Gift Guide -- Children's Book for Colombian/American Families

My kids don't just have a grandma and grandpa, they also have an abuelito and abuelita. Neither set of grandparents live nearby, but because it is easier and cheaper to visit the grandparents, we do it more often. They also visit us. Whereas some nincompoop at the US Embassy twice denied abuelitas visa to come and visit us. (Do not get me started on Immigration!!!) She decided not to "waste more money on that" and allowed her passport to expire. The likelihood is that we will never see her here on American soil.

Anyway, if you find yourself in a similar situation, you might enjoy reading the following book to your little one.

In the book, we discover that Liliana's Grandmothers are very different. One lives in New England, the other lives in a South American country. (Just a reminder here that the author, Leyla Torres, is from Colombia. "Hmmm... I wonder which country she could be referring to?")

Though a trip to either grandparent's house is different (food, lanaguage, etc), both provide the girl with enjoyment and love.

I have read the book to both of my children. Each time it was prior to our trip to visit the Abuelitos in Colombia, when the boys were both about five years old. Both times the boys didn't like the fact that the main character was a girl (no room for princesses in their man cave). However, it did serve as a great way to talk about the concept of our family being here and there. I would recommend it to any Colombian/American family like ours.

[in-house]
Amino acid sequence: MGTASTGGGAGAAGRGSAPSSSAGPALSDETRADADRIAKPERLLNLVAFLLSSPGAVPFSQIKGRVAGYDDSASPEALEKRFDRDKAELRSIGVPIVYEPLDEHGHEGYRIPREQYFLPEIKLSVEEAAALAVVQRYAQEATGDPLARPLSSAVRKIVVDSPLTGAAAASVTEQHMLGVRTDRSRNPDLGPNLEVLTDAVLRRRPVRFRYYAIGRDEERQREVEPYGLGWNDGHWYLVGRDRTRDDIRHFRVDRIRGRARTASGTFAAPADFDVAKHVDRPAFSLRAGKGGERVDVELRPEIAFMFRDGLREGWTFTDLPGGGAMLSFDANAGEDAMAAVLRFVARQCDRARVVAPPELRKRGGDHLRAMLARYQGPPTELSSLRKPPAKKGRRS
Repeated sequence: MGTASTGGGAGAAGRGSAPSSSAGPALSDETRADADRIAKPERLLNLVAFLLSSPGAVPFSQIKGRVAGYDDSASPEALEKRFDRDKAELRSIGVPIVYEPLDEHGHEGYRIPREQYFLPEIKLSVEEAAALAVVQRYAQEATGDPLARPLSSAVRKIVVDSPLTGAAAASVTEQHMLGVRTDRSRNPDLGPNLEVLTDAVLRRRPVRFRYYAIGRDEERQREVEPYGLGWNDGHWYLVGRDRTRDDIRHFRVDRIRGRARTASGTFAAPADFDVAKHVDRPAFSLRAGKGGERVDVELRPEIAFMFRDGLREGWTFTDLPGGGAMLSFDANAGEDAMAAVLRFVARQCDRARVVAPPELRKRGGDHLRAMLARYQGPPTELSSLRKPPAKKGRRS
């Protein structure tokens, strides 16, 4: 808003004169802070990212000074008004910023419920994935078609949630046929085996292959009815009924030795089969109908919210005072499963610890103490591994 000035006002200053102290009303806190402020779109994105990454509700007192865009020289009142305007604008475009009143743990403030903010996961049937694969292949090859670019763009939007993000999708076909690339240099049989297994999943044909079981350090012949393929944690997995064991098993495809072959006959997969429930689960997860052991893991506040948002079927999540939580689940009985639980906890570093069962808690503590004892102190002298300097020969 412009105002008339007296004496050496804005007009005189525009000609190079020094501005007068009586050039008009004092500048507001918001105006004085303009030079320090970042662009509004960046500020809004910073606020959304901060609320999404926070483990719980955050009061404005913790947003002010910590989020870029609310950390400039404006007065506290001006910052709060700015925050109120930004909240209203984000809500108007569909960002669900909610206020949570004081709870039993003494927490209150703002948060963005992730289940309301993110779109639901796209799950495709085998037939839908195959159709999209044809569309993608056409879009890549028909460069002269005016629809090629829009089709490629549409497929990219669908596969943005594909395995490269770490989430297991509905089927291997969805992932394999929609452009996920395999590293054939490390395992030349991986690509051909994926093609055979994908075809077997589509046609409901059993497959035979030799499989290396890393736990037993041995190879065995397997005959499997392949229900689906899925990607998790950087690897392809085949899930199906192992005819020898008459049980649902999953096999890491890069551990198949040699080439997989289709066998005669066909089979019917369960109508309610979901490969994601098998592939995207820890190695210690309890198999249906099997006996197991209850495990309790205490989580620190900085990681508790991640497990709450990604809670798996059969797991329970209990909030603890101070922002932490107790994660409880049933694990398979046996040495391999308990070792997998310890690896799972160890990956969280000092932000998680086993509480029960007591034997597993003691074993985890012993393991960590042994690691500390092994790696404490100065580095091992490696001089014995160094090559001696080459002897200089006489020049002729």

Leyla Torres said…

Thank you for recommending my book here.

Yes, being from Colombia, this country was indeed my reference when I wrote and illustrated Liliana's Grandmothers.

I don't have children myself, but I was imagining what would be like if I had one.

I do have a niece (12-years-old now) who was born and lives in The Netherlands, and she indeed has two sets of grandparents (Opa and Oma/ abuelo and abuela) in two different places of the planet.

I'm proud that she is bilingual, fluent in both Dutch and Spanish and now she is learning English as well.

It would be very enriching for adopted children from Colombia if they could learn the language as well. I know it might not be as easy if the parents don't speak Spanish but any effort in that direction would be positive.

For your information, there is a version in Spanish of Liliana's Grandmothers (Las abuelas de Liliana) and some of my other books also showcase Colombian culture.

Thank you again for featuring my work here.

Best wishes!

Leyla Torres

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